Growth through Acquisitions

Northern made several acquisitions in 1967: Protane Corporation, a distributor of propane gas in the eastern United States and the Caribbean; Mineral Industries Inc., a marketer of automobile antifreeze; National Poly Products Inc.; and Viking Plastics of Minnesota. Also in 1967, Northern created Northern Petrochemical Company to manufacture and market industrial and consumer chemical products. The petrochemical company acquired Monsanto Corporation's polyethylene marketing business in 1969.

Northern continued expanding during the 1970s. In February 1970 it acquired Plateau Natural Gas Company, which became part of the Peoples division. In 1971, it bought Olin Corporation's antifreeze production and marketing business. It set up UPG Inc. in 1973 to transport and market the fuels produced by Northern Gas Products. UPG eventually would handle oil and liquid gas products for other companies as well.

In 1976, Northern formed Northern Arctic Gas Company, a partner in the proposed Alaskan arctic gas pipeline, and Northern Liquid Fuels International Ltd., a supply and marketing company. Northern Border Pipeline Company, a partnership of four energy companies with Northern Plains Natural Gas as managing partner, began construction of the eastern segment of the Alaskan pipeline in 1980. This segment, stretching from Ventura, Iowa, to Monchy, Saskatchewan, was completed in 1982. About that time, it became apparent that transporting Alaskan gas to the lower 48 states would be prohibitively expensive. Nevertheless, the pipeline provided an important link between Canadian gas reserves and the continental United States. Northern changed its name to InterNorth, Inc. in 1980. That same year, while attempting to grow through acquisitions, InterNorth became involved in a takeover battle with Cooper Industries Inc. to acquire Crouse-Hinds Company, a manufacturer of electrical products. Cooper rescued Crouse-Hinds from InterNorth's hostile bid and bought Crouse-Hinds in January 1981. The takeover fight brought a flurry of lawsuits between InterNorth and Cooper. The suits were dropped after the acquisition was finalized.

While InterNorth grew through acquisitions, it also expanded from within. In 1980, it set up Northern Overthrust Pipeline Company and Northern Trailblazer Pipeline Company to participate in the Trailblazer pipeline, which ran from southeastern Nebraska to western Wyoming. Also that year, it created two exploration and production companies, Nortex Gas & Oil Company and Consolidex Gas and Oil Limited. The latter company was a Canadian operation. In 1981, InterNorth set up Northern Engineering International Company to provide professional engineering services. In 1982, it formed Northern Intrastate Pipeline Company and Northern Coal Pipeline Company as well as InterNorth International Inc. (later Enron International) to oversee non-U.S. operations.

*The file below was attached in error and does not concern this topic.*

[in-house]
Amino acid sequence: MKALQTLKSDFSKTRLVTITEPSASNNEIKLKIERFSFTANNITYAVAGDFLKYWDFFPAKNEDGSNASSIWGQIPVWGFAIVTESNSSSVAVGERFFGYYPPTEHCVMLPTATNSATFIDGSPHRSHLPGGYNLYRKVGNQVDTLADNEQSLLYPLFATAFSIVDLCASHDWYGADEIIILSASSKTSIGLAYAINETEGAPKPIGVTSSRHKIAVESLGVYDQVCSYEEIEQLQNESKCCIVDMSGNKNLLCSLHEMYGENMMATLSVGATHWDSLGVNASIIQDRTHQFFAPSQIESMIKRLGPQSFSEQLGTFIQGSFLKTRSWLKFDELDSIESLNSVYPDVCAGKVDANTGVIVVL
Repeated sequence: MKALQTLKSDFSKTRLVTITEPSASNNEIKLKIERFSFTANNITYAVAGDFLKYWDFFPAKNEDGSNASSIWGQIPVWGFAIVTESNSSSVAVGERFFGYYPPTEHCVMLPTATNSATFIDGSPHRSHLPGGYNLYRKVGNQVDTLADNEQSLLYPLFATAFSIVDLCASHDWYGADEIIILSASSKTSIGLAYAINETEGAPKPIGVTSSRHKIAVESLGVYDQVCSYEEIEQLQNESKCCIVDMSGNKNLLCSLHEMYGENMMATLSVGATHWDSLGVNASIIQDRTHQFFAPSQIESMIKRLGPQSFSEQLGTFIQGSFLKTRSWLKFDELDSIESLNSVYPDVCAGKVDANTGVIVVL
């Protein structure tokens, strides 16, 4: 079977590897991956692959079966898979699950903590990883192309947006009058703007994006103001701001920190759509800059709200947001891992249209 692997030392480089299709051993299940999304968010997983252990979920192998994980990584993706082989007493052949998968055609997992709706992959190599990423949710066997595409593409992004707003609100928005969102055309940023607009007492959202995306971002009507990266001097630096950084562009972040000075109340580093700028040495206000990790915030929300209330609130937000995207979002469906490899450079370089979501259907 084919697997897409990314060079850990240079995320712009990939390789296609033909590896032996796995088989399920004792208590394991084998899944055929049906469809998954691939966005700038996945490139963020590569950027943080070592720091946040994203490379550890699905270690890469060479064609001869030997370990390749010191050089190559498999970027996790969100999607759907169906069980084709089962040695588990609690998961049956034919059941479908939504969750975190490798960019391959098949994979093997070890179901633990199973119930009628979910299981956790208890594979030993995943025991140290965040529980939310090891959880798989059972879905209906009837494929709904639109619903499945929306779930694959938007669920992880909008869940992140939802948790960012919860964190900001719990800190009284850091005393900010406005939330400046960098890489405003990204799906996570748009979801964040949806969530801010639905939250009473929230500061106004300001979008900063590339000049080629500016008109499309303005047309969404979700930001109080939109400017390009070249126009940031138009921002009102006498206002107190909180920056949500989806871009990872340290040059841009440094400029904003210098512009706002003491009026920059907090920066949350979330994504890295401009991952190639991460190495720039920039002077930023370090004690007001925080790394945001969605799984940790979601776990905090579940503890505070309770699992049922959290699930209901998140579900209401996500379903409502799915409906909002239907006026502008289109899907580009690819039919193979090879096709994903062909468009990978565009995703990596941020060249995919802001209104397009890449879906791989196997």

InterNorth significantly expanded its oil and gas exploration and production activity in 1983 with the purchase of Belco Petroleum Corporation for about $770 million. Belco quadrupled InterNorth's gas reserves and added greatly to its crude oil reserves. Exploration efforts focused on the United States, Canada, and Peru.

Other acquisitions of the early 1980s included the fuel trading companies P & O Falco Inc. and P & O Falco Ltd.; their operations joined with UPG--renamed UPG Falco--in 1984 and Chemplex Company, a polyethylene and adhesive manufacturer, also acquired in 1984. InterNorth had sold Northern Propane Gas in 1983.

InterNorth made an acquisition of enormous proportions in 1985, when it bid to purchase Houston Natural Gas Corporation for about $2.26 billion. The offer was received enthusiastically, and the merger created the largest gas pipeline system in the United States--about 37,000 miles at the time. Houston Natural Gas brought pipelines from the Southeast and Southwest to join with InterNorth's substantial system in the Great Plains area. Valero Energy Corporation of San Antonio, Texas, sued to block the merger. InterNorth had entered into joint ventures with Valero early in 1985 to transport and sell gas to industrial users in Texas and Louisiana. Because these ventures competed with Houston Natural Gas, InterNorth withdrew from them when it agreed to the merger. Valero alleged that InterNorth had breached its fiduciary obligations, but the Valero lawsuit failed to stop the acquisition.